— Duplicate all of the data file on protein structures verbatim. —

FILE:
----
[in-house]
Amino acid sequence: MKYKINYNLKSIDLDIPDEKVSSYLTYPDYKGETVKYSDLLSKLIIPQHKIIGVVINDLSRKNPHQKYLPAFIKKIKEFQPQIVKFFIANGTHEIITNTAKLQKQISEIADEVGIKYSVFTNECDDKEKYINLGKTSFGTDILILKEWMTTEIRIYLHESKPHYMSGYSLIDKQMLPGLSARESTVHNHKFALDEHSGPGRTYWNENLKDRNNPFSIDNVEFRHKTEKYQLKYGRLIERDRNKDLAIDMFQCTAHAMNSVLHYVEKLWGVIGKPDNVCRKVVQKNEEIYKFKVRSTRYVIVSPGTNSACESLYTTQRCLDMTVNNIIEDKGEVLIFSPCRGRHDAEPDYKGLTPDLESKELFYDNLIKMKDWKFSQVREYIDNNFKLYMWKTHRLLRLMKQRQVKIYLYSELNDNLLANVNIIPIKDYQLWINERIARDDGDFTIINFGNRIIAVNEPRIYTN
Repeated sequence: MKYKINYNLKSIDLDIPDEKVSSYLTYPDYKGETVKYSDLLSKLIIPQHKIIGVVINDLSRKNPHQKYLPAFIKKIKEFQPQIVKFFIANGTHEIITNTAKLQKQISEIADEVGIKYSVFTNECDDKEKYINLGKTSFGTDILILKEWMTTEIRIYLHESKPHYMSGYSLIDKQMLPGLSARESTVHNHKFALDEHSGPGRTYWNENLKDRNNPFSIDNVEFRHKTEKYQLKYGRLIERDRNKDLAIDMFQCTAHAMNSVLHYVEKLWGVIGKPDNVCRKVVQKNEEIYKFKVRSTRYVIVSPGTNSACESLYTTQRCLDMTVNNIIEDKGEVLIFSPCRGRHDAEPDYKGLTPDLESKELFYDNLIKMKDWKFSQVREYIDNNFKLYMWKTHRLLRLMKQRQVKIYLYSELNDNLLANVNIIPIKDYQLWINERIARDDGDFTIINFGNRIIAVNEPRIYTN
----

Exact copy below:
[in-house]
Amino acid sequence: MKYKINYNLKSIDLDIPDEKVSSYLTYPDYKGETVKYSDLLSKLIIPQHKIIGVVINDLSRKNPHQKYLPAFIKKIKEFQPQIVKFFIANGTHEIITNTAKLQKQISEIADEVGIKYSVFTNECDDKEKYINLGKTSFGTDILILKEWMTTEIRIYLHESKPHYMSGYSLIDKQMLPGLSARESTVHNHKFALDEHSGPGRTYWNENLKDRNNPFSIDNVEFRHKTEKYQLKYGRLIERDRNKDLAIDMFQCTAHAMNSVLHYVEKLWGVIGKPDNVCRKVVQKNEEIYKFKVRSTRYVIVSPGTNSACESLYTTQRCLDMTVNNIIEDKGEVLIFSPCRGRHDAEPDYKGLTPDLESKELFYDNLIKMKDWKFSQVREYIDNNFKLYMWKTHRLLRLMKQRQVKIYLYSELNDNLLANVNIIPIKDYQLWINERIARDDGDFTIINFGNRIIAVNEPRIYTN
Repeated sequence: MKYKINYNLKSIDLDIPDEKVSSYLTYPDYKGETVKYSDLLSKLIIPQHKIIGVVINDLSRKNPHQKYLPAFIKKIKEFQPQIVKFFIANGTHEIITNTAKLQKQISEIADEVGIKYSVFTNECDDKEKYINLGKTSFGTDILILKEWMTTEIRIYLHESKPHYMSGYSLIDKQMLPGLSARESTVHNHKFALDEHSGPGRTYWNENLKDRNNPFSIDNVEFRHKTEKYQLKYGRLIERDRNKDLAIDMFQCTAHAMNSVLHYVEKLWGVIGKPDNVCRKVVQKNEEIYKFKVRSTRYVIVSPGTNSACESLYTTQRCLDMTVNNIIEDKGEVLIFSPCRGRHDAEPDYKGLTPDLESKELFYDNLIKMKDWKFSQVREYIDNNFKLYMWKTHRLLRLMKQRQVKIYLYSELNDNLLANVNIIPIKDYQLWINERIARDDGDFTIINFGNRIIAVNEPRIYTN